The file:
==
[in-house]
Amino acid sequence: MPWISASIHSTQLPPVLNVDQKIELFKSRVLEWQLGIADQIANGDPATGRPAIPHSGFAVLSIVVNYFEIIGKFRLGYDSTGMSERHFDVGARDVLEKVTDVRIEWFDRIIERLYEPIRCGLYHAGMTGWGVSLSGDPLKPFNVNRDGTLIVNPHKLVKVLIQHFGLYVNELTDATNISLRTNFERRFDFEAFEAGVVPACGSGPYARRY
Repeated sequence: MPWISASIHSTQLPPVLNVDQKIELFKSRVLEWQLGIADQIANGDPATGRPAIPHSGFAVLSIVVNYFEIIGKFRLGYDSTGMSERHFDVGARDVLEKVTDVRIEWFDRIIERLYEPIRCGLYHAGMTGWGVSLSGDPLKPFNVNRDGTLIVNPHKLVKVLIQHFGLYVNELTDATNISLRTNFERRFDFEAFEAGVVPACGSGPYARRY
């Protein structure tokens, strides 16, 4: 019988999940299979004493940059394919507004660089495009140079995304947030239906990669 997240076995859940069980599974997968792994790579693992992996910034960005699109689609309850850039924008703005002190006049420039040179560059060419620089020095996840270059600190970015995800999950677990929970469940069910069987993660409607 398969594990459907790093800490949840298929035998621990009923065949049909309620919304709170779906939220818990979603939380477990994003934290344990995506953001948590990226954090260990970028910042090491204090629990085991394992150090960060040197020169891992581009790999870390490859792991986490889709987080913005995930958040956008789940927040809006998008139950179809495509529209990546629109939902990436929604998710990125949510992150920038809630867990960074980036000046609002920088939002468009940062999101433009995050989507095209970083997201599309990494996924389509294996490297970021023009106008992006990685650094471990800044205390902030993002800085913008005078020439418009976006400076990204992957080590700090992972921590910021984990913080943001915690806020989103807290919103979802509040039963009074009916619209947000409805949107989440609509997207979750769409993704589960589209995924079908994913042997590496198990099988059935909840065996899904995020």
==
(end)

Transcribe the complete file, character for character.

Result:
[in-house]
Amino acid sequence: MPWISASIHSTQLPPVLNVDQKIELFKSRVLEWQLGIADQIANGDPATGRPAIPHSGFAVLSIVVNYFEIIGKFRLGYDSTGMSERHFDVGARDVLEKVTDVRIEWFDRIIERLYEPIRCGLYHAGMTGWGVSLSGDPLKPFNVNRDGTLIVNPHKLVKVLIQHFGLYVNELTDATNISLRTNFERRFDFEAFEAGVVPACGSGPYARRY
Repeated sequence: MPWISASIHSTQLPPVLNVDQKIELFKSRVLEWQLGIADQIANGDPATGRPAIPHSGFAVLSIVVNYFEIIGKFRLGYDSTGMSERHFDVGARDVLEKVTDVRIEWFDRIIERLYEPIRCGLYHAGMTGWGVSLSGDPLKPFNVNRDGTLIVNPHKLVKVLIQHFGLYVNELTDATNISLRTNFERRFDFEAFEAGVVPACGSGPYARRY
């Protein structure tokens, strides 16, 4: 019988999940299979004493940059394919507004660089495009140079995304947030239906990669 997240076995859940069980599974997968792994790579693992992996910034960005699109689609309850850039924008703005002190006049420039040179560059060419620089020095996840270059600190970015995800999950677990929970469940069910069987993660409607 398969594990459907790093800490949840298929035998621990009923065949049909309620919304709170779906939220818990979603939380477990994003934290344990995506953001948590990226954090260990970028910042090491204090629990085991394992150090960060040197020169891992581009790999870390490859792991986490889709987080913005995930958040956008789940927040809006998008139950179809495509529209990546629109939902990436929604998710990125949510992150920038809630867990960074980036000046609002920088939002468009940062999101433009995050989507095209970083997201599309990494996924389509294996490297970021023009106008992006990685650094471990800044205390902030993002800085913008005078020439418009976006400076990204992957080590700090992972921590910021984990913080943001915690806020989103807290919103979802509040039963009074009916619209947000409805949107989440609509997207979750769409993704589960589209995924079908994913042997590496198990099988059935909840065996899904995020």